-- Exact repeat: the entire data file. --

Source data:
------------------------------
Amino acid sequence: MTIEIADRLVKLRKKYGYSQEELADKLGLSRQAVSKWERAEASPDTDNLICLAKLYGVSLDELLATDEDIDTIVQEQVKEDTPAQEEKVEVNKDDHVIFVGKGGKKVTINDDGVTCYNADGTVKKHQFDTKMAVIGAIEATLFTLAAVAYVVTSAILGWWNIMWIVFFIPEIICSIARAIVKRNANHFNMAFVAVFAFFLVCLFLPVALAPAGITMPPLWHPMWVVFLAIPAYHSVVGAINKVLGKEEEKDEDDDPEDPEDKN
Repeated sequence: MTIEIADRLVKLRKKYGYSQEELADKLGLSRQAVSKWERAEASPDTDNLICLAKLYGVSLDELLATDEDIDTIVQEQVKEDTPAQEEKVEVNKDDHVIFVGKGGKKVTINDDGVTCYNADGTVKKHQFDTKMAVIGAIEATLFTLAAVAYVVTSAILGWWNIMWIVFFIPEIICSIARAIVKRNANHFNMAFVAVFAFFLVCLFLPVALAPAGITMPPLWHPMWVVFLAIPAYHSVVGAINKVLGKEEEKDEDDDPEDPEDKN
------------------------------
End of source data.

Amino acid sequence: MTIEIADRLVKLRKKYGYSQEELADKLGLSRQAVSKWERAEASPDTDNLICLAKLYGVSLDELLATDEDIDTIVQEQVKEDTPAQEEKVEVNKDDHVIFVGKGGKKVTINDDGVTCYNADGTVKKHQFDTKMAVIGAIEATLFTLAAVAYVVTSAILGWWNIMWIVFFIPEIICSIARAIVKRNANHFNMAFVAVFAFFLVCLFLPVALAPAGITMPPLWHPMWVVFLAIPAYHSVVGAINKVLGKEEEKDEDDDPEDPEDKN
Repeated sequence: MTIEIADRLVKLRKKYGYSQEELADKLGLSRQAVSKWERAEASPDTDNLICLAKLYGVSLDELLATDEDIDTIVQEQVKEDTPAQEEKVEVNKDDHVIFVGKGGKKVTINDDGVTCYNADGTVKKHQFDTKMAVIGAIEATLFTLAAVAYVVTSAILGWWNIMWIVFFIPEIICSIARAIVKRNANHFNMAFVAVFAFFLVCLFLPVALAPAGITMPPLWHPMWVVFLAIPAYHSVVGAINKVLGKEEEKDEDDDPEDPEDKN